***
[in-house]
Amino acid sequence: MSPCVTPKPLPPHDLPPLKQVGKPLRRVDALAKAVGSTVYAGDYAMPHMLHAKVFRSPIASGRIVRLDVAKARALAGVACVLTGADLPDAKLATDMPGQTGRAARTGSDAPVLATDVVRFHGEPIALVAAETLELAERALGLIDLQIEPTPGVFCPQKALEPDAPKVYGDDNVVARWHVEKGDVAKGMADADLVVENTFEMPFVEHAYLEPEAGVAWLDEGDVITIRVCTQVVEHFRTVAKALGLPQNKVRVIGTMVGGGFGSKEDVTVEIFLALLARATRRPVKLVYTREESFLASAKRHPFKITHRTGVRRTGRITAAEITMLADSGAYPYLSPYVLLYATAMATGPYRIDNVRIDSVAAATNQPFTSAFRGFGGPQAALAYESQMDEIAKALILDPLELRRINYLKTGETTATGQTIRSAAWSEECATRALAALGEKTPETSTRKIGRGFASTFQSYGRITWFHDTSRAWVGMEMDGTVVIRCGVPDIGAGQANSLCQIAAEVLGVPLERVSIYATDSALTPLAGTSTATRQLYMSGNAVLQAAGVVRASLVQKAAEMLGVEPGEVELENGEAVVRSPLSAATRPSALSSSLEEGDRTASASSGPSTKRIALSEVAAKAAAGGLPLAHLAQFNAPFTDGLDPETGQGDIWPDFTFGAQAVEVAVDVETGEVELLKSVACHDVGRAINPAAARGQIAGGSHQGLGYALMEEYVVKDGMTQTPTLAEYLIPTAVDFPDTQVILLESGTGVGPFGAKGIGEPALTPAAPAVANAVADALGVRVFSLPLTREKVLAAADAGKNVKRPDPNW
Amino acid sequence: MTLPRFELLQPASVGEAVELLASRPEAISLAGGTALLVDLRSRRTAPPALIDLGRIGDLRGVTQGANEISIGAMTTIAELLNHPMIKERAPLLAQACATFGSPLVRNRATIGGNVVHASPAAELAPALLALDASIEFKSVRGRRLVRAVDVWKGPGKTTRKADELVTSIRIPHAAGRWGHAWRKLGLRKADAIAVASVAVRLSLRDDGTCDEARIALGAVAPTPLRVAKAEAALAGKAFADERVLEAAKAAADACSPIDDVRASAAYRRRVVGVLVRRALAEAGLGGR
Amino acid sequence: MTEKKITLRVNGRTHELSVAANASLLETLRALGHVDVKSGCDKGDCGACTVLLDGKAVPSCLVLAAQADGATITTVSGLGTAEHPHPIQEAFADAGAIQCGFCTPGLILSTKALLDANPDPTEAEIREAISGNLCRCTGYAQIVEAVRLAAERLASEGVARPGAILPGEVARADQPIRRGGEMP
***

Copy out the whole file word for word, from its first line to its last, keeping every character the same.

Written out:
[in-house]
Amino acid sequence: MSPCVTPKPLPPHDLPPLKQVGKPLRRVDALAKAVGSTVYAGDYAMPHMLHAKVFRSPIASGRIVRLDVAKARALAGVACVLTGADLPDAKLATDMPGQTGRAARTGSDAPVLATDVVRFHGEPIALVAAETLELAERALGLIDLQIEPTPGVFCPQKALEPDAPKVYGDDNVVARWHVEKGDVAKGMADADLVVENTFEMPFVEHAYLEPEAGVAWLDEGDVITIRVCTQVVEHFRTVAKALGLPQNKVRVIGTMVGGGFGSKEDVTVEIFLALLARATRRPVKLVYTREESFLASAKRHPFKITHRTGVRRTGRITAAEITMLADSGAYPYLSPYVLLYATAMATGPYRIDNVRIDSVAAATNQPFTSAFRGFGGPQAALAYESQMDEIAKALILDPLELRRINYLKTGETTATGQTIRSAAWSEECATRALAALGEKTPETSTRKIGRGFASTFQSYGRITWFHDTSRAWVGMEMDGTVVIRCGVPDIGAGQANSLCQIAAEVLGVPLERVSIYATDSALTPLAGTSTATRQLYMSGNAVLQAAGVVRASLVQKAAEMLGVEPGEVELENGEAVVRSPLSAATRPSALSSSLEEGDRTASASSGPSTKRIALSEVAAKAAAGGLPLAHLAQFNAPFTDGLDPETGQGDIWPDFTFGAQAVEVAVDVETGEVELLKSVACHDVGRAINPAAARGQIAGGSHQGLGYALMEEYVVKDGMTQTPTLAEYLIPTAVDFPDTQVILLESGTGVGPFGAKGIGEPALTPAAPAVANAVADALGVRVFSLPLTREKVLAAADAGKNVKRPDPNW
Amino acid sequence: MTLPRFELLQPASVGEAVELLASRPEAISLAGGTALLVDLRSRRTAPPALIDLGRIGDLRGVTQGANEISIGAMTTIAELLNHPMIKERAPLLAQACATFGSPLVRNRATIGGNVVHASPAAELAPALLALDASIEFKSVRGRRLVRAVDVWKGPGKTTRKADELVTSIRIPHAAGRWGHAWRKLGLRKADAIAVASVAVRLSLRDDGTCDEARIALGAVAPTPLRVAKAEAALAGKAFADERVLEAAKAAADACSPIDDVRASAAYRRRVVGVLVRRALAEAGLGGR
Amino acid sequence: MTEKKITLRVNGRTHELSVAANASLLETLRALGHVDVKSGCDKGDCGACTVLLDGKAVPSCLVLAAQADGATITTVSGLGTAEHPHPIQEAFADAGAIQCGFCTPGLILSTKALLDANPDPTEAEIREAISGNLCRCTGYAQIVEAVRLAAERLASEGVARPGAILPGEVARADQPIRRGGEMP